By Elmer Ellsworth Shelhamer
Text: "God left him to try him that he might know all that was in his heart." 2 Chron. 32: 31.
Hezekiah was a remarkable king, the son of wicked Ahaz. Though good heredity is an advantage, this case proves that a child can turn out well even though the parents may be ungodly. As a rule, the second generation of rich, or royal parentage is either brainless, or corrupt. Hezekiah was a glorious exception in this respect, but his luxurious living brought on disorders which broke out in carbuncles. God told him he must die. He turned his face to the wall and prayed a prayer, such as was never before uttered by mortal man -- a prayer wherein he reminded God of his own righteousness and it was accepted for face value. You may be assured he was an exemplary man, else his prayer would have brought a curse rather than a blessing. God heard and healed him through natural means -- "a lump of figs." There is nothing better for a poultice than figs.
We must walk softly and with reverence when we study Bible characters. And yet, they are on record for our profit. If they were good men, they become an inspiration; if they were bad men, a warning. Now, as we approach this good king, I find three outstanding thoughts concerning him:
I. He was on trial and not aware of it.
II. His, was a trial of motive rather than social, or intellectual strength.
III. He outlived his day of usefulness and became a disappointment to God.
I. Hezekiah was on trial and did not know it. Here was a good king of whom we read, he "walked before God in truth and with a perfect heart." His outward life was exemplary in every respect. But it seems that human nature cannot survive ease and popularity. After his remarkable healing, congratulations and gifts began to pour in and we read, "his heart was lifted up; therefore there was wrath upon him and upon Judah and Jerusalem." Strange that God's wrath should come upon an entire city and nation because of one man's pride of heart! The same was true when David insisted on numbering the people; as a result seventy thousand men died with the plague. It appears that God recognized a representative man for the whole. Reverse it, and let one man like John Knox pray the prayer of faith for an entire nation and God stands ready to answer. O, what fearful responsibilities and glorious opportunities are ours!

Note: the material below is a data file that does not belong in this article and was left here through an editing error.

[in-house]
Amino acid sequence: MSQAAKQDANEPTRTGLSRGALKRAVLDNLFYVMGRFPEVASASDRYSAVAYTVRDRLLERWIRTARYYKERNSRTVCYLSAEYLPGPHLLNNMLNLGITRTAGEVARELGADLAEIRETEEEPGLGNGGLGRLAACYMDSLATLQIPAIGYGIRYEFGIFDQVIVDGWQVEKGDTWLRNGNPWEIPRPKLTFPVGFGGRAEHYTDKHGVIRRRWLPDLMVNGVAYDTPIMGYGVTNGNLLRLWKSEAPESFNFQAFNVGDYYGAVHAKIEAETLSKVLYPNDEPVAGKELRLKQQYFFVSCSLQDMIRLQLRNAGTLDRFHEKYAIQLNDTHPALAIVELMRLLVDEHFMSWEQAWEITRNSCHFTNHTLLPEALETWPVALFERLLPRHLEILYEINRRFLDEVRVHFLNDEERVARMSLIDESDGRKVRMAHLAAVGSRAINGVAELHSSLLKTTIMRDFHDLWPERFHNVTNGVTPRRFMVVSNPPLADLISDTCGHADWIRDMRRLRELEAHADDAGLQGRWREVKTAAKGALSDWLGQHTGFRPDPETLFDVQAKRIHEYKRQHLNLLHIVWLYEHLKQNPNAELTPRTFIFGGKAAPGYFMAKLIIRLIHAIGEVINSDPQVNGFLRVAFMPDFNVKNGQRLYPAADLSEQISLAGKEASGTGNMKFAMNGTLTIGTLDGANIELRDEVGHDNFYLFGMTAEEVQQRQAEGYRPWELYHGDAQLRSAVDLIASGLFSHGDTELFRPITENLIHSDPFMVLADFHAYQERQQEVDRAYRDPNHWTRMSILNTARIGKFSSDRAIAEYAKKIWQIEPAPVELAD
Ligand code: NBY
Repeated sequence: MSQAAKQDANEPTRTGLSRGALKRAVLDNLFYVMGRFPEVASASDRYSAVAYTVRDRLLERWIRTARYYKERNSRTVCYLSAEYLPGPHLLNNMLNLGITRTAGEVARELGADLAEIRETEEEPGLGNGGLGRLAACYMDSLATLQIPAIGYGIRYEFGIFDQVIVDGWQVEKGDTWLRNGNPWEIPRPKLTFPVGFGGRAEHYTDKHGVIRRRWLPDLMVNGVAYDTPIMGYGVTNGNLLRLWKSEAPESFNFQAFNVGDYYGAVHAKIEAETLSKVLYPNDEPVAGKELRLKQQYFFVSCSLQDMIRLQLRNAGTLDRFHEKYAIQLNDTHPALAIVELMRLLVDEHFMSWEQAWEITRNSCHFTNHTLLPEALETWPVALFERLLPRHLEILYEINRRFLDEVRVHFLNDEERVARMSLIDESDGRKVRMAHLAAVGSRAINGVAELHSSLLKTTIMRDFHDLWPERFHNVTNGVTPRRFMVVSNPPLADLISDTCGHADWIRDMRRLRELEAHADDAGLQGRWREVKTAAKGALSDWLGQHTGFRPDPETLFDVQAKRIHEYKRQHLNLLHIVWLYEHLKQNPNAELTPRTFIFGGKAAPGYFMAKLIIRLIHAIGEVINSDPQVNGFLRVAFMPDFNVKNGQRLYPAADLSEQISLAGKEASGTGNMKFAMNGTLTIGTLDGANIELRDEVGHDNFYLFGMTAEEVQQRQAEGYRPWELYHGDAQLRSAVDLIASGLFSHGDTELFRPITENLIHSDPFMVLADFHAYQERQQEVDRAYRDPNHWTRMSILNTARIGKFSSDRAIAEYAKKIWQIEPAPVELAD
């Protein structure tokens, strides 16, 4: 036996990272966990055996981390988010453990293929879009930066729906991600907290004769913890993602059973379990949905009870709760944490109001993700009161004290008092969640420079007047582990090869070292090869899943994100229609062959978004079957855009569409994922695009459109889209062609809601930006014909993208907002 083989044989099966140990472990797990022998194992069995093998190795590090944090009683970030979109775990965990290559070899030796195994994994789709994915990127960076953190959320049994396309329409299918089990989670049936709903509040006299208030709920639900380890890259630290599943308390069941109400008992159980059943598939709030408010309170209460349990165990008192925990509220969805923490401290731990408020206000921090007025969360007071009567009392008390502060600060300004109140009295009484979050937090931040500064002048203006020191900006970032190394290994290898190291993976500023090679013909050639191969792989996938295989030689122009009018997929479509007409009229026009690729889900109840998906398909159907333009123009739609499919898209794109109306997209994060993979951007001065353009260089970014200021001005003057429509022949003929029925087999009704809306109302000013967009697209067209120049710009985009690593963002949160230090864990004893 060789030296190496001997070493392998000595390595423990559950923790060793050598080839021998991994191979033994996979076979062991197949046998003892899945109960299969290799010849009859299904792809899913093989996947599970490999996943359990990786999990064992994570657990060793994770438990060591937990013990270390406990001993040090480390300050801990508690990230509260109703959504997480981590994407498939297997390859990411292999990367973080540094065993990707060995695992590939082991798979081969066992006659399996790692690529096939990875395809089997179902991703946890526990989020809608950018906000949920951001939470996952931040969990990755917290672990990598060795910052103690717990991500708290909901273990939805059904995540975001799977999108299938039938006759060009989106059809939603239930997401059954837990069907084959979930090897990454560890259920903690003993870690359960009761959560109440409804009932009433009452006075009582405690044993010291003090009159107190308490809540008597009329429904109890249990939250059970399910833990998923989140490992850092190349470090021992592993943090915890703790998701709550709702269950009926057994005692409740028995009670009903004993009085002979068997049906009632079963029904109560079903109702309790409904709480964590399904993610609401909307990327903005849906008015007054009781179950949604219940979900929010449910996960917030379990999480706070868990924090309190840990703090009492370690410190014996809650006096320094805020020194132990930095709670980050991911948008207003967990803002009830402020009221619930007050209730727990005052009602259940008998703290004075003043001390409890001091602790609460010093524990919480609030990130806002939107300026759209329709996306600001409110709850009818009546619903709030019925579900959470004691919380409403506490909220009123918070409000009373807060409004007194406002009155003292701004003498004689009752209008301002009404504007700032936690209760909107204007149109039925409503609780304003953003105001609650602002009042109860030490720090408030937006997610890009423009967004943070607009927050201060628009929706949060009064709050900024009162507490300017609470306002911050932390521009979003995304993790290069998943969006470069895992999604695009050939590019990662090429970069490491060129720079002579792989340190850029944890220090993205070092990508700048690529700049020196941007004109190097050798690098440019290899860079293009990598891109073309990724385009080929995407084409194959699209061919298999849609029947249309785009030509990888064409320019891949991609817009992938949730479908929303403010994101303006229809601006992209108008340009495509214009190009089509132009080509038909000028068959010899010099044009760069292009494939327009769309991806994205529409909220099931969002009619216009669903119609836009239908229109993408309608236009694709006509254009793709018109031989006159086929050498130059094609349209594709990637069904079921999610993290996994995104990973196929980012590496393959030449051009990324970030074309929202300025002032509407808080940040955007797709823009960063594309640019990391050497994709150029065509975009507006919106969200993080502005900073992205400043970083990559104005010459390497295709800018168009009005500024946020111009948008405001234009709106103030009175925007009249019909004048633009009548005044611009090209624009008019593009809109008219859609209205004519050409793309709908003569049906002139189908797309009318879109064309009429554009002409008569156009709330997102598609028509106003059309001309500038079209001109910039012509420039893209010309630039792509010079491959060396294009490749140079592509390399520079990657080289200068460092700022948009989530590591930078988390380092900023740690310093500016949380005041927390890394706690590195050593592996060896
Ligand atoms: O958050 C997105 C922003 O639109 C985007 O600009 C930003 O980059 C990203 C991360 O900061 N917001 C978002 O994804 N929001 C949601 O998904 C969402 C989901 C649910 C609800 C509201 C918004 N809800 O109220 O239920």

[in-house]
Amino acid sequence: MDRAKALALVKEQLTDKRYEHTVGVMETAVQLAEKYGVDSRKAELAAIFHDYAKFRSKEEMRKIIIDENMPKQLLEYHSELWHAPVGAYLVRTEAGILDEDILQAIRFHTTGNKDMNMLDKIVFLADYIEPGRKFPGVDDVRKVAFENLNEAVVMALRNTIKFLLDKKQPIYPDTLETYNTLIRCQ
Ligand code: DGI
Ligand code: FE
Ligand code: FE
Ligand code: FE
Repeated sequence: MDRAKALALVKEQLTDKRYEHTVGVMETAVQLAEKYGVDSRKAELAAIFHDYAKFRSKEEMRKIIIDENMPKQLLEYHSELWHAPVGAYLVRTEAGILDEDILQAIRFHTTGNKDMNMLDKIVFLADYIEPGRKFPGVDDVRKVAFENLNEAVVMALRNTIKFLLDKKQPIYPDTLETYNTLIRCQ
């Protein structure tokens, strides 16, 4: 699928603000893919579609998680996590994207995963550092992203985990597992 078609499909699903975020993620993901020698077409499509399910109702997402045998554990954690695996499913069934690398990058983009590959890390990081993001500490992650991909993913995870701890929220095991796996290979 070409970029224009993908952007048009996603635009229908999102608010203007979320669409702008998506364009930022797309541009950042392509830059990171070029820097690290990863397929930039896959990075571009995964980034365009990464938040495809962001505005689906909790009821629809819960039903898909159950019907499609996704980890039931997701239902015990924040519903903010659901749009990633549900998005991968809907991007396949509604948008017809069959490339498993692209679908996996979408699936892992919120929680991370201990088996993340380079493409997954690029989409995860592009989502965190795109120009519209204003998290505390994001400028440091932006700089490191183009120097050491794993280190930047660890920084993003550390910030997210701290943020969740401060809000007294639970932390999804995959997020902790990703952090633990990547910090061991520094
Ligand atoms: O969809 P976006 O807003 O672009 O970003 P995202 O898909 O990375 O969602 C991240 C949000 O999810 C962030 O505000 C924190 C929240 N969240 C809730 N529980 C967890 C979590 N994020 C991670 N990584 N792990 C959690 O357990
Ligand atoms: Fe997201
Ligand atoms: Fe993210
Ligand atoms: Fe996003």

"God left him to try him." There is a vast difference between a trial and a temptation. God tries us, to the intent he may strengthen us. Satan tempts us that he may weaken us. God tempts no one, but he does permit the devil to do so for one of two reasons: (1) To prove to us and others what Grace has already accomplished. (2) Or, to discover in us weaknesses and tendencies that we did not know existed. If we only knew when one of these tests was coming we would be on our guard. But as a rule they are on, and over before we awake to the fact.
O, what a thought! God lifts his hand of protection for a moment and turns a soul over to the devil on the outside and carnality on the inside! Who knows when this crucial test may come? And who will be able to stand? None but the pure in heart. Perhaps God and Satan held a debate over your soul this day. Satan challenges God to withdraw the "hedge," as in Job's case, and what a pity if, when God accepts the challenge you fail in the test.
Brother, you ought to be so well saved that God can let come what will and in every instance the adversary is put to shame. You should come out of every trial in a better shape than you went in. Only those who are sanctified through and through can do this. You ought to seek heart purity in self-defense, if nothing more. You are not safe a moment while carrying around with you an explosive that may blow you up any minute.
Listen! Did God ever leave you to try you, that he might know all that was in your heart? Yes, more than once! In the kitchen; in the hen-house, when you hit the wrong nail; when the cow or mule stepped on your foot; when you were ill treated. In short, when things did not go to suit you, God seemed to hide for the time being. But no! He had only stepped into the other room as it were and was listening, or looking on to see how you behaved while under pressure. When the storm passed over and you had time to think, did you feel perfectly satisfied that you showed the right spirit? Were there misgivings and dejection of soul?
These unpleasant tests are not the only times when God shows us up. Have you had a measure of success? Are you, or your children sought after more than others? Do you take an inward satisfaction in relating what you or your relatives have accomplished? Do you feel inwardly exalted when you are promoted and noticed above others? Do you find special delight in talking about your bright ancestors or grandchildren? On the other hand are you clever to avoid those photos, or names which reflect on family pride? Yes, doubtless you also have some relatives who are not bright, some who are too lazy, or wasteful to support themselves and must be helped by charity; and others who are either in the penitentiary or ought to be there.